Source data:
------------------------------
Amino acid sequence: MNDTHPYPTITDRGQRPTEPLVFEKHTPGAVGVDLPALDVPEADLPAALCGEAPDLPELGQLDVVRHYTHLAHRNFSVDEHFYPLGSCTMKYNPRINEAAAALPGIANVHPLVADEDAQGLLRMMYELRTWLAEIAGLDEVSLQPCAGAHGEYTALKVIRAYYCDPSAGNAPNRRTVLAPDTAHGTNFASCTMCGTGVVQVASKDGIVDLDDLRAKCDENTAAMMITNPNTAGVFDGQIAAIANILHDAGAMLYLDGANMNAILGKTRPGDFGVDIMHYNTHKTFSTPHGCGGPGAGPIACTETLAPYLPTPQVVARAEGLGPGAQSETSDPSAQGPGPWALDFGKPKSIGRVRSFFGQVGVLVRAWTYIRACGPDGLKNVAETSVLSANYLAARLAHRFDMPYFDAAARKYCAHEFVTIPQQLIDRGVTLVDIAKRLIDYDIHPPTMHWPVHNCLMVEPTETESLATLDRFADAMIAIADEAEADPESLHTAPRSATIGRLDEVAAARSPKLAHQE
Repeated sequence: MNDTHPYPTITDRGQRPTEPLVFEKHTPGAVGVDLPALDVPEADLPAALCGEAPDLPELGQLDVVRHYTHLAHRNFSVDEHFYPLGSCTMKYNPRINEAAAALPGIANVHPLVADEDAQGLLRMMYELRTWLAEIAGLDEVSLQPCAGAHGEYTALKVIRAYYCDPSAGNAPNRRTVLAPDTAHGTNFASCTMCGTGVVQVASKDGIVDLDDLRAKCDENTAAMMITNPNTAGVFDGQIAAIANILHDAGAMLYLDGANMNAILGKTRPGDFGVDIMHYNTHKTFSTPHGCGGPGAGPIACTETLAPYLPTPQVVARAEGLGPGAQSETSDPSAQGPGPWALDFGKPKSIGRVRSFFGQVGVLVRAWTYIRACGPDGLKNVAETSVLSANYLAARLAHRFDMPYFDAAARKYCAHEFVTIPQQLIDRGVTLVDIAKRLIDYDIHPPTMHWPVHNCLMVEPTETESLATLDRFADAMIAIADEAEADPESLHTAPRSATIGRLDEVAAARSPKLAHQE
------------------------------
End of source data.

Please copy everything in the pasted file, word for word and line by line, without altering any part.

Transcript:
Amino acid sequence: MNDTHPYPTITDRGQRPTEPLVFEKHTPGAVGVDLPALDVPEADLPAALCGEAPDLPELGQLDVVRHYTHLAHRNFSVDEHFYPLGSCTMKYNPRINEAAAALPGIANVHPLVADEDAQGLLRMMYELRTWLAEIAGLDEVSLQPCAGAHGEYTALKVIRAYYCDPSAGNAPNRRTVLAPDTAHGTNFASCTMCGTGVVQVASKDGIVDLDDLRAKCDENTAAMMITNPNTAGVFDGQIAAIANILHDAGAMLYLDGANMNAILGKTRPGDFGVDIMHYNTHKTFSTPHGCGGPGAGPIACTETLAPYLPTPQVVARAEGLGPGAQSETSDPSAQGPGPWALDFGKPKSIGRVRSFFGQVGVLVRAWTYIRACGPDGLKNVAETSVLSANYLAARLAHRFDMPYFDAAARKYCAHEFVTIPQQLIDRGVTLVDIAKRLIDYDIHPPTMHWPVHNCLMVEPTETESLATLDRFADAMIAIADEAEADPESLHTAPRSATIGRLDEVAAARSPKLAHQE
Repeated sequence: MNDTHPYPTITDRGQRPTEPLVFEKHTPGAVGVDLPALDVPEADLPAALCGEAPDLPELGQLDVVRHYTHLAHRNFSVDEHFYPLGSCTMKYNPRINEAAAALPGIANVHPLVADEDAQGLLRMMYELRTWLAEIAGLDEVSLQPCAGAHGEYTALKVIRAYYCDPSAGNAPNRRTVLAPDTAHGTNFASCTMCGTGVVQVASKDGIVDLDDLRAKCDENTAAMMITNPNTAGVFDGQIAAIANILHDAGAMLYLDGANMNAILGKTRPGDFGVDIMHYNTHKTFSTPHGCGGPGAGPIACTETLAPYLPTPQVVARAEGLGPGAQSETSDPSAQGPGPWALDFGKPKSIGRVRSFFGQVGVLVRAWTYIRACGPDGLKNVAETSVLSANYLAARLAHRFDMPYFDAAARKYCAHEFVTIPQQLIDRGVTLVDIAKRLIDYDIHPPTMHWPVHNCLMVEPTETESLATLDRFADAMIAIADEAEADPESLHTAPRSATIGRLDEVAAARSPKLAHQE